Douglas said his office knew various precursors were being confiscated across the Mekong, but the staggering amount of propionyl chloride confiscated in Laos almost confirmed their suspicions that illegal drug manufacturers were using the process.
“In a way, the seizure confirmed what we and others had suspected in recent years: that precursors play an important role in regional drug trafficking,” said Douglas.
“Organized crime works effectively to control traditional forerunners.”
To combat drug and precursor trafficking across common borders, Thailand, China, Myanmar, Laos, Cambodia and Vietnam launched a joint information exchange initiative called Golden Triangle Operation 1511 in late 2019.
The five countries hoped to “step up cooperation” to close the human trafficking hotspots in the greater Mekong region.
From December 2019 to December 2020, agents arrested more than 16,000 people and confiscated nearly 450 million meth pills, 34 kilograms of crystal meth and more than 1 million kilograms of precursor chemicals, the Thai authorities told the UN body.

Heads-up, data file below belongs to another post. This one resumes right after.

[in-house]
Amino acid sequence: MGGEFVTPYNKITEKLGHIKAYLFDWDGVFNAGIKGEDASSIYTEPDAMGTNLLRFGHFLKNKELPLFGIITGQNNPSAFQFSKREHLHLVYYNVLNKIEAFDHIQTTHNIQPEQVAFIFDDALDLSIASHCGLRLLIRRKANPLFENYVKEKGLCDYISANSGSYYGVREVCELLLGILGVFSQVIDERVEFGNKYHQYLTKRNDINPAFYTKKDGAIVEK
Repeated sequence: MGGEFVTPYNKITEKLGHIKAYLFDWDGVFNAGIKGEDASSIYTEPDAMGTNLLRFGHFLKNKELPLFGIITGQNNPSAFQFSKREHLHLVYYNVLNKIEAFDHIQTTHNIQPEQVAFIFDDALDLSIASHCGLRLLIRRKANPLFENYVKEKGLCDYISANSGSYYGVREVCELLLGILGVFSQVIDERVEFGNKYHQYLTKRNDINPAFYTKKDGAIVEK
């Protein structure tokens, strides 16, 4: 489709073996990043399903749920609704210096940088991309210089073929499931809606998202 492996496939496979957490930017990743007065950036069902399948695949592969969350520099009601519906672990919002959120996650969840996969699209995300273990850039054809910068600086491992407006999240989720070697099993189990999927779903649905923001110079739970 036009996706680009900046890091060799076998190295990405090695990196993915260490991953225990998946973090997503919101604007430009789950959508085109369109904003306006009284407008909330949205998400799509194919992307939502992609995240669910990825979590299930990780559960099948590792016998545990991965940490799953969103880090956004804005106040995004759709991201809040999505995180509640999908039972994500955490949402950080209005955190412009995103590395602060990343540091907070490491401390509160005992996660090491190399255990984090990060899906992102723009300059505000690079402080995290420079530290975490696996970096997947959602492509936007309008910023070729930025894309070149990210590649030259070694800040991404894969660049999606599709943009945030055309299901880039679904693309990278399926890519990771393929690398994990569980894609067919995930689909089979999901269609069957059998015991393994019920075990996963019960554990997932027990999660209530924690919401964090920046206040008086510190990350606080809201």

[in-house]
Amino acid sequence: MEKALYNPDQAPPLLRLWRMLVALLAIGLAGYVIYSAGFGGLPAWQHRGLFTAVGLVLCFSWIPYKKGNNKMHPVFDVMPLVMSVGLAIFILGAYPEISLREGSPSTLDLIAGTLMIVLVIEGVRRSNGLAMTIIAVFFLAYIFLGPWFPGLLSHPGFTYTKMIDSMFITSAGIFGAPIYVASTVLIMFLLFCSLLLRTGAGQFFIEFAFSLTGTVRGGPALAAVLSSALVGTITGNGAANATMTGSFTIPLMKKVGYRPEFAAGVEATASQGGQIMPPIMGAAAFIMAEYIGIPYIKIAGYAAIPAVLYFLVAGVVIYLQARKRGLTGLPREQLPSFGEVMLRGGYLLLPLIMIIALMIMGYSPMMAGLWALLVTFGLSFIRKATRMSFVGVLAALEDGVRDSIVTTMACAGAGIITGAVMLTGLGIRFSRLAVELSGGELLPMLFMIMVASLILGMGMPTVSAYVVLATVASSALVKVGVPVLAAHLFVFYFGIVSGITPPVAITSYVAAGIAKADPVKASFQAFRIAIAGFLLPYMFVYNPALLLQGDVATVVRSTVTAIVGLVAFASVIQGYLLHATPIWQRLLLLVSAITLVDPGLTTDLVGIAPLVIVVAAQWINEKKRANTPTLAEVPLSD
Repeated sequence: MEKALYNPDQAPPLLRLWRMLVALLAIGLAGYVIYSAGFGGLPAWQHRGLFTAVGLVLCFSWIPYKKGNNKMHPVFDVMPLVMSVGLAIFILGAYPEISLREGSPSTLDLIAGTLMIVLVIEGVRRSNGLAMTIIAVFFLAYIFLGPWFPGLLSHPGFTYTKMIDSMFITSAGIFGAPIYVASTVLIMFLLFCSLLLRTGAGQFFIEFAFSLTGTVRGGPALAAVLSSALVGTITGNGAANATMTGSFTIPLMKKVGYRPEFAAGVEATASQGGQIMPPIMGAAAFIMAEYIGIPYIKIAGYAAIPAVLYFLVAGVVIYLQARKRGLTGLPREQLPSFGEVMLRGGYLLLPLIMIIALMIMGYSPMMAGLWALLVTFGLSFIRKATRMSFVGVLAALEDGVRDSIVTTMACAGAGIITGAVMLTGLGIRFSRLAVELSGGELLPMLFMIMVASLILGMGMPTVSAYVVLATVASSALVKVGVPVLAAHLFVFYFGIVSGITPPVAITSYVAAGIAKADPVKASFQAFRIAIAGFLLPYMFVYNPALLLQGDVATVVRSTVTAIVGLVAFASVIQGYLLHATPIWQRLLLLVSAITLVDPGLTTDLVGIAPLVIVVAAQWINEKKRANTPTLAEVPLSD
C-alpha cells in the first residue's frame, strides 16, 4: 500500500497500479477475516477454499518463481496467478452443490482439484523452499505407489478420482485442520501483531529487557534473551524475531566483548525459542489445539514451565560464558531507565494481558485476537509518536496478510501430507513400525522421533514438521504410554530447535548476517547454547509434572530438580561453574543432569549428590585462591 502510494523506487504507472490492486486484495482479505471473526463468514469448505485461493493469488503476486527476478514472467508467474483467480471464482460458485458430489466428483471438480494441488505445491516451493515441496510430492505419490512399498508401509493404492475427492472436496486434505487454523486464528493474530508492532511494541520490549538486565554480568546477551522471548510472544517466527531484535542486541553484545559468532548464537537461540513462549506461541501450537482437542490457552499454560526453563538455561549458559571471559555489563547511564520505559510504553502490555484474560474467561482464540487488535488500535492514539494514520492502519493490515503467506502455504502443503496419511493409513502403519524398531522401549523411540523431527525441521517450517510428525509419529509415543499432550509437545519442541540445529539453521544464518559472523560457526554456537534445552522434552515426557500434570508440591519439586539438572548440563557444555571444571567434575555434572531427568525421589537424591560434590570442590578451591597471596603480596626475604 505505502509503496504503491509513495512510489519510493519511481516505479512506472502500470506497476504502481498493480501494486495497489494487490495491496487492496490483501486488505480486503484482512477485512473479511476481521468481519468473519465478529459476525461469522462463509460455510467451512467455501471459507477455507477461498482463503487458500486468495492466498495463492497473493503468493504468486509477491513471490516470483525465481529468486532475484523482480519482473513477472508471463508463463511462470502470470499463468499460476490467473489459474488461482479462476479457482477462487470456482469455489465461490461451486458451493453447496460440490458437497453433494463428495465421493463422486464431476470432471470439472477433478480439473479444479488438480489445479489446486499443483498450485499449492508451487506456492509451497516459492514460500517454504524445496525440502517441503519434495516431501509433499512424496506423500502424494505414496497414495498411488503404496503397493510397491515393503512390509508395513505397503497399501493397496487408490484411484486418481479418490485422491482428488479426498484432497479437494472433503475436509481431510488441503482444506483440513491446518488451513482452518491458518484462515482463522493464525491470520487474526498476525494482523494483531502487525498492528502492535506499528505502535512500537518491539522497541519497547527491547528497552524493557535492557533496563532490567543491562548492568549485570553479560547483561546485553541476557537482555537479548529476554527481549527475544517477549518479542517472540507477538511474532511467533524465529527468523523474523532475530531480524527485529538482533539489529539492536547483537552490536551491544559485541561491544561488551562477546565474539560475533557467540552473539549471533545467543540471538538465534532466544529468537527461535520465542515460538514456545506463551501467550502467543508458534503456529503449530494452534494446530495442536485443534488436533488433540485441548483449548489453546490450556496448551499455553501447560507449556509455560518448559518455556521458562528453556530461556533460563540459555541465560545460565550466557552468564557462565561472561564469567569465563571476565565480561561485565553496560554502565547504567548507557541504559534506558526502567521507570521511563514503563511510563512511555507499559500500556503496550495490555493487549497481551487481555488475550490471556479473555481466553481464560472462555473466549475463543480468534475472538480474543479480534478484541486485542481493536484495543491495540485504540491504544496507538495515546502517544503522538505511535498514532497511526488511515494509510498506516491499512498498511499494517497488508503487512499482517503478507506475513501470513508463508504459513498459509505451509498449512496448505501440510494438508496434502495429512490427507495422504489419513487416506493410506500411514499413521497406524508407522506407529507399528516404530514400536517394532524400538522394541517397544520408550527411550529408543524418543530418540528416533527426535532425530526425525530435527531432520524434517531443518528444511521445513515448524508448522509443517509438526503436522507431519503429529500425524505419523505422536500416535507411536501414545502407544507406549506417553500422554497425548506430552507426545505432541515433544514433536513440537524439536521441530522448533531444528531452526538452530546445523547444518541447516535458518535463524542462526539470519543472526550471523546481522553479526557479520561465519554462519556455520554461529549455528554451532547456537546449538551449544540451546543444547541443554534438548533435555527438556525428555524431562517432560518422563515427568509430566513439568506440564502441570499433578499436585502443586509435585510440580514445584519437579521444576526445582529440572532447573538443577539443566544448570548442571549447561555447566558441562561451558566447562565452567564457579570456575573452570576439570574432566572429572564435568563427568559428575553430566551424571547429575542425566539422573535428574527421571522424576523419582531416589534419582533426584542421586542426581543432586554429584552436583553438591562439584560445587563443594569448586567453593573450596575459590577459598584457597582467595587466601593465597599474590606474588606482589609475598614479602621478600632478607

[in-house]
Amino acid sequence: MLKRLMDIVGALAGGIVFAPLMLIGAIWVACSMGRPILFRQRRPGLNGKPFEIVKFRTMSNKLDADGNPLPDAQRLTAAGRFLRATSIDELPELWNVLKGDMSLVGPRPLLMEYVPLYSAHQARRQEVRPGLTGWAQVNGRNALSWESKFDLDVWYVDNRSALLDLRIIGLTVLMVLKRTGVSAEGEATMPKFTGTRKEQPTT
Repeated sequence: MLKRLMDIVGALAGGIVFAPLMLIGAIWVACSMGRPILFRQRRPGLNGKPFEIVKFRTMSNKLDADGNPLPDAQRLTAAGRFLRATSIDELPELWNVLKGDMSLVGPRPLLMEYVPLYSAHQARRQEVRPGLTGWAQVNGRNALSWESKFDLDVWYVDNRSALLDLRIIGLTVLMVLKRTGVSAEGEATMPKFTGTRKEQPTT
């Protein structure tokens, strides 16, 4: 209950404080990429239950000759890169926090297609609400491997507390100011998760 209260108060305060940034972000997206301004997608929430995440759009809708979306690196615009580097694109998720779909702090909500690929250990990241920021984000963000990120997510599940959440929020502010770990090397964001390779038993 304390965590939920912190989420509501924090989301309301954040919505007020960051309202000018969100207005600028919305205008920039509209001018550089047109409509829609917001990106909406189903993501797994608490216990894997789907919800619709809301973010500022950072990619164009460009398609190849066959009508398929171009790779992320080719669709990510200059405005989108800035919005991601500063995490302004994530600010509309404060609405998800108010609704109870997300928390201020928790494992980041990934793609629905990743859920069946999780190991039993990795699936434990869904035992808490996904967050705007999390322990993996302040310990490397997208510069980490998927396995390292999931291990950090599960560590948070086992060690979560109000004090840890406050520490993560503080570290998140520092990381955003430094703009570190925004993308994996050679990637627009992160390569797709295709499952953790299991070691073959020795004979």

The authorities in the region see this as a success so far, although the operation has been partially derailed by the pandemic.
“According to our statistics, Operation 1511 was able to confiscate a lot,” said Paisit Sangkahapong, deputy secretary general of the Narcotics Control Board (ONCB) Thailand office.
“However, there are some other precursor chemicals that are entering the Golden Triangle area through our checkpoints. We need to work on that,” Paisit said.
Precursors are a global problem. Cornelis de Joncheere, President of the INCB, described the increasing use of precursors as “a critical challenge to the international drug control system” on the United Nations-sponsored panel.
These problems are more acute in Asia because the illegal drug production centers operate in the Golden Triangle Alongside two of the world’s largest chemical and pharmaceutical manufacturers, China and India, which provide direct access to legal chemicals that can be used for illegal purposes.
“The symbiotic relationship between the chemical and synthetic drug businesses here in Asia is undeniable,” said Douglas.
“The rise in meth has brought an increase in chemicals.”